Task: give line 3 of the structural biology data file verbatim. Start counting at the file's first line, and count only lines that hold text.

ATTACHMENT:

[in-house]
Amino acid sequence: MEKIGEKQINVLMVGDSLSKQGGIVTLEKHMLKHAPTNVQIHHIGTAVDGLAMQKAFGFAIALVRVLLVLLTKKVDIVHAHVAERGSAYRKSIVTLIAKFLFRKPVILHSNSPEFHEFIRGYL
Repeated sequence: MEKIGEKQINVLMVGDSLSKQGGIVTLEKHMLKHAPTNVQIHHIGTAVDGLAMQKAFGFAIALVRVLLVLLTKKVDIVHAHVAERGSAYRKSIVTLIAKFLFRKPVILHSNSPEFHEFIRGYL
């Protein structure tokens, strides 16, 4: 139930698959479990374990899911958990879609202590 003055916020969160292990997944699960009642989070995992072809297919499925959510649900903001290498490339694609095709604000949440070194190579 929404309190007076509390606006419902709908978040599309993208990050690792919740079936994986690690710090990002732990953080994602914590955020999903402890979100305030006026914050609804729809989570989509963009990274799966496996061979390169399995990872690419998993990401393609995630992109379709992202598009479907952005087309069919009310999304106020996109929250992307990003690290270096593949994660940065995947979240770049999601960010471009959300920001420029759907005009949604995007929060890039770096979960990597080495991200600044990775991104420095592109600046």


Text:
Repeated sequence: MEKIGEKQINVLMVGDSLSKQGGIVTLEKHMLKHAPTNVQIHHIGTAVDGLAMQKAFGFAIALVRVLLVLLTKKVDIVHAHVAERGSAYRKSIVTLIAKFLFRKPVILHSNSPEFHEFIRGYL